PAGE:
A technological failure led to the destruction of 2,283 videos recorded by patrol cars of police conduct over the course of two days in July, according to Seattle police.
During a press call today, Brian Maxey, the department's chief operating officer, called the loss of the videos "unacceptable."
This is the latest in a series of deletion incidents for the department's in-car video system. There's an ongoing issue of dropped video frames. In 2011, KOMO and watchdog Eric Rachner uncovered the wholesale loss of dashcam recordings.
This time, videos showing 89 arrests, 138 traffic citations, 95 oral warnings, 35 police street stops, 60 crisis contacts, and five incidents involving low-level uses of force between July 13 and 14 were lost.
The department said the "glitch" involved the failure of a server, designed for long-term storage of the footage, to capture videos from a temporary central server before they were deleted.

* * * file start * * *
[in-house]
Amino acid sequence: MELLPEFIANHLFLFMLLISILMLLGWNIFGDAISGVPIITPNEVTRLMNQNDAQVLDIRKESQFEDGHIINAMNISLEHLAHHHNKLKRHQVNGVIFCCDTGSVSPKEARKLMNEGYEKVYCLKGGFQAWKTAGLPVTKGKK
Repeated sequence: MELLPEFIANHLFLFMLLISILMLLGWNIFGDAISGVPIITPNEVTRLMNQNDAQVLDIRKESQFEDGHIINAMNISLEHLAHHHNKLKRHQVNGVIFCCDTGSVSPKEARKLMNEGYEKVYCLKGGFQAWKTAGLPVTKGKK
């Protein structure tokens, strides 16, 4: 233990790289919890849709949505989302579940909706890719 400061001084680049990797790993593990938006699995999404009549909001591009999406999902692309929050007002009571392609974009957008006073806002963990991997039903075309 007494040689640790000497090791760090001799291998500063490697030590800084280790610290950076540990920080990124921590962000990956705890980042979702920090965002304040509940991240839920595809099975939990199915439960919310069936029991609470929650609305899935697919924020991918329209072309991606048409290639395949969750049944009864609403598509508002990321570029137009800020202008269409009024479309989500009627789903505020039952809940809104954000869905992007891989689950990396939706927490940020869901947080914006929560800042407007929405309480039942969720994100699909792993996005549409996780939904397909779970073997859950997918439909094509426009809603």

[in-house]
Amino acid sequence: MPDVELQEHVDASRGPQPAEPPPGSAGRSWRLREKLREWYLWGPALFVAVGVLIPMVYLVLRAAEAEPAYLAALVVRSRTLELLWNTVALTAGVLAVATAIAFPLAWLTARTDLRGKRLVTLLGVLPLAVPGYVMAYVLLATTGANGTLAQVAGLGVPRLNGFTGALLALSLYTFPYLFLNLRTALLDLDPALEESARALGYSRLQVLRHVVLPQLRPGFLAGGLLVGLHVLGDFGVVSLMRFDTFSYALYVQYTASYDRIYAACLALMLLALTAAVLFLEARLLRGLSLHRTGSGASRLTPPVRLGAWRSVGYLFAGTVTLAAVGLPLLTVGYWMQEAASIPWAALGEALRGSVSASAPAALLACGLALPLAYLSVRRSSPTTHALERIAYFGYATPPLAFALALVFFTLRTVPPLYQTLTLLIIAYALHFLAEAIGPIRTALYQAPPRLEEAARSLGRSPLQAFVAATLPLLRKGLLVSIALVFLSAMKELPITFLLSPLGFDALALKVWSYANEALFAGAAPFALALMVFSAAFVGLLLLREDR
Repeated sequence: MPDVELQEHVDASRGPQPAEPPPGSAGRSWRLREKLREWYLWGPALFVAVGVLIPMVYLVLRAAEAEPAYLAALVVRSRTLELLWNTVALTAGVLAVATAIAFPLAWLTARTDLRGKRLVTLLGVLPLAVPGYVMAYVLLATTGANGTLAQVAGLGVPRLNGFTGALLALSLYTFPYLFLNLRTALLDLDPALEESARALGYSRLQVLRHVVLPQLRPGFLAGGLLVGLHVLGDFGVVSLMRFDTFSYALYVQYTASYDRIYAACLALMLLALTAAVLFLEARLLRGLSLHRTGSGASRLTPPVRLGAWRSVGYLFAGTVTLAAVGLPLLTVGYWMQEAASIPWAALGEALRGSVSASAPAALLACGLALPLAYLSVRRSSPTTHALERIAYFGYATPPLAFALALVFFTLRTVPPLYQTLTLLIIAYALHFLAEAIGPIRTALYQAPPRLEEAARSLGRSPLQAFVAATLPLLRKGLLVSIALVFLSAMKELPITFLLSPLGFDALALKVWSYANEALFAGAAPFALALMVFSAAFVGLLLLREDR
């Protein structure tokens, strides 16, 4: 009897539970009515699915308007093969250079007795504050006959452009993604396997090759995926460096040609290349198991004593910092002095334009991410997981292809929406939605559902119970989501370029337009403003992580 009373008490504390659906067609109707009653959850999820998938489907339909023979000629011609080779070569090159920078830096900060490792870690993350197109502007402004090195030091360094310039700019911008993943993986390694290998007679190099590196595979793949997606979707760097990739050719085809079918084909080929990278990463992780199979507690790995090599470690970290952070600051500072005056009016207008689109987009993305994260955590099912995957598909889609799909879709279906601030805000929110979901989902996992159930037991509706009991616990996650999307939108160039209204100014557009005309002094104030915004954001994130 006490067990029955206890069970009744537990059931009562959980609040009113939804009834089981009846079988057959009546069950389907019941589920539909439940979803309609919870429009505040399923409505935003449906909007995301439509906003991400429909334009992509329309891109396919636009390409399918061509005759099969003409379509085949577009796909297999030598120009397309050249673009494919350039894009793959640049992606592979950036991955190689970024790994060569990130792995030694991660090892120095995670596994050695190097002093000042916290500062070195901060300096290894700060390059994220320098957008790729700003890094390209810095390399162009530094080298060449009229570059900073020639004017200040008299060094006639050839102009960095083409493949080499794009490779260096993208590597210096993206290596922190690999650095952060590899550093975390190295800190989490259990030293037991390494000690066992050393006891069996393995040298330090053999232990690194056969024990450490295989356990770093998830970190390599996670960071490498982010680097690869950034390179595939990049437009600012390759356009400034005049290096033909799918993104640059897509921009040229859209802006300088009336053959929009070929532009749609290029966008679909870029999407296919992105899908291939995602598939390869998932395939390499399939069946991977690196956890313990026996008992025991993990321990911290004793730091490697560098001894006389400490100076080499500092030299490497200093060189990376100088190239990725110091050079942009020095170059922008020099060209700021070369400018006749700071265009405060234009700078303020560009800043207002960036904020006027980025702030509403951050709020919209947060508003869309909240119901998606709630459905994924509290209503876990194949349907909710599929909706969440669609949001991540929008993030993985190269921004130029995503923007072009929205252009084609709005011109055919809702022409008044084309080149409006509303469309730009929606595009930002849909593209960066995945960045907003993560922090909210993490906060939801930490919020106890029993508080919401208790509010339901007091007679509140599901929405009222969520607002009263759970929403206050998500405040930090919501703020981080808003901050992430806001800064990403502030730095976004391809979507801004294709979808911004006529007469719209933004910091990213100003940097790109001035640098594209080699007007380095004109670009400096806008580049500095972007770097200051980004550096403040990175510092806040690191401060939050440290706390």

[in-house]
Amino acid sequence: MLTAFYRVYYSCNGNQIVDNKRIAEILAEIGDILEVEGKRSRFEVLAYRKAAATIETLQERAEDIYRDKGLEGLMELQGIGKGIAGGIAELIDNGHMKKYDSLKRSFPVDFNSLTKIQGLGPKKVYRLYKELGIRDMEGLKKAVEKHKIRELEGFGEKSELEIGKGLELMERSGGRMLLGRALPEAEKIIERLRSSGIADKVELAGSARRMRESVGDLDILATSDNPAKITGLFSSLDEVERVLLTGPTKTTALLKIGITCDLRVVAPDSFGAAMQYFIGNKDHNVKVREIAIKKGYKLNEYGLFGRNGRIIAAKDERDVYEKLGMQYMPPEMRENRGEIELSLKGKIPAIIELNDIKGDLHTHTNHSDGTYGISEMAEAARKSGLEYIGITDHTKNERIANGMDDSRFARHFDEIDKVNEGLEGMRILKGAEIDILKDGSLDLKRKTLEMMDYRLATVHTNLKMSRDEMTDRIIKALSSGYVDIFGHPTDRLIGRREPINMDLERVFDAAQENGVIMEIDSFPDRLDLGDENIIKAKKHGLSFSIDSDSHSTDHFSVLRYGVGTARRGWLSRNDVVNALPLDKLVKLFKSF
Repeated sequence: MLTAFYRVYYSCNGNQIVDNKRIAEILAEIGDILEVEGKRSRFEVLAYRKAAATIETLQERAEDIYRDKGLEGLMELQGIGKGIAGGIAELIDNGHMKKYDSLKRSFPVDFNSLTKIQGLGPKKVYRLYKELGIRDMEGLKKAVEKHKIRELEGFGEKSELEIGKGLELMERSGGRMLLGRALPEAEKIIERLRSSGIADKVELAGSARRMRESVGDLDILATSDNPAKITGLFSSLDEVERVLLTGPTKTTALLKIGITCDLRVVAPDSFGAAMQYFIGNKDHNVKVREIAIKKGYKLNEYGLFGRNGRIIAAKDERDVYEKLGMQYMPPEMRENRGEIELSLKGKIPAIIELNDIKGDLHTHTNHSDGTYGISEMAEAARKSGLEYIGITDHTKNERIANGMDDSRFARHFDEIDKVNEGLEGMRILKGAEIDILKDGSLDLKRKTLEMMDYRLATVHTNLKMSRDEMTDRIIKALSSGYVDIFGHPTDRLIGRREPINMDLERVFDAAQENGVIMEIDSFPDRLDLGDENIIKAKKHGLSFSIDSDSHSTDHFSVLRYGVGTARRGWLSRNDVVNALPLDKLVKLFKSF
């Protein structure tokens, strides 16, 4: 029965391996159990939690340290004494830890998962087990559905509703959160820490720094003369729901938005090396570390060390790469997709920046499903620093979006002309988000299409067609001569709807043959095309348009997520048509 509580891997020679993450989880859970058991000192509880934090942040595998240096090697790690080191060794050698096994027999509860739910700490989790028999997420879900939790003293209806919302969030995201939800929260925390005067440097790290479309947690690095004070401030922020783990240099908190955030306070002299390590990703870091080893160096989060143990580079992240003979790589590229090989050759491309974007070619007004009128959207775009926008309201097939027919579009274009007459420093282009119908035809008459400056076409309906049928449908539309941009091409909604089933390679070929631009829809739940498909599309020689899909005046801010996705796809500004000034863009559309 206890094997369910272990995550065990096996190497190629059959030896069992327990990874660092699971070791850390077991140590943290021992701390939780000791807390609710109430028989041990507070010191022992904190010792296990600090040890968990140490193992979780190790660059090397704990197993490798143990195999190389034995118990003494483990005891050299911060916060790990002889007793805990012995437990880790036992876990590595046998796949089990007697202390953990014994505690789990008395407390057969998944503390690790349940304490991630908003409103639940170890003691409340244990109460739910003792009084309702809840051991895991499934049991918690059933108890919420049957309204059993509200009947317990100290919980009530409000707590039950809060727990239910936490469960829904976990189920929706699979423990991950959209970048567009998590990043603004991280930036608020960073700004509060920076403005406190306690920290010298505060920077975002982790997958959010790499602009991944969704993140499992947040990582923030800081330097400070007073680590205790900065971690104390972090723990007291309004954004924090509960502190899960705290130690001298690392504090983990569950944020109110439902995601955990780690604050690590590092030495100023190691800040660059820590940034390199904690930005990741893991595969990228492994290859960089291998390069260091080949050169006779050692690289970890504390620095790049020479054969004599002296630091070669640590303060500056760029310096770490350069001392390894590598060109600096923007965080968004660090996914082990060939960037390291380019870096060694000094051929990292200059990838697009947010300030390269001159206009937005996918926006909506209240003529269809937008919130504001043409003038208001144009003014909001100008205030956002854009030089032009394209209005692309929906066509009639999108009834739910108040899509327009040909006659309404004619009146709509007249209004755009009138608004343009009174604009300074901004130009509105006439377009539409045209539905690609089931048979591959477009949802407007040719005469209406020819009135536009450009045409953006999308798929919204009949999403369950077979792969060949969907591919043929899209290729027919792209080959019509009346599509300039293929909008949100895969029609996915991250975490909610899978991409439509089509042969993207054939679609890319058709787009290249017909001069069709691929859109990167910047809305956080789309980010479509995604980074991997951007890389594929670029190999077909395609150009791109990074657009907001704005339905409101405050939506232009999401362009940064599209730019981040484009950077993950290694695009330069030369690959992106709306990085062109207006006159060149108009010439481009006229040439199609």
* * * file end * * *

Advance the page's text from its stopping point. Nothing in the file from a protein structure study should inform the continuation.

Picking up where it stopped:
Seattle Chief Technology Officer Michael Mattmiller said technicians were able to recover about half of the missing videos, but that it "took time" to figure out what had gone wrong and confirm that many of the clips were irretrievable. Hence the month-long delay between the glitch and the department's disclosure today.
Mattmiller said he didn't know how many hours of footage were deleted.
"There's nothing sinister about this," said Chief Kathleen O'Toole. "This is a technology glitch here. Because we're under a consent decree, because there are issues of public trust in policing, we thought it was important [to be transparent and get this out there]."
This post has been updated since its original publication.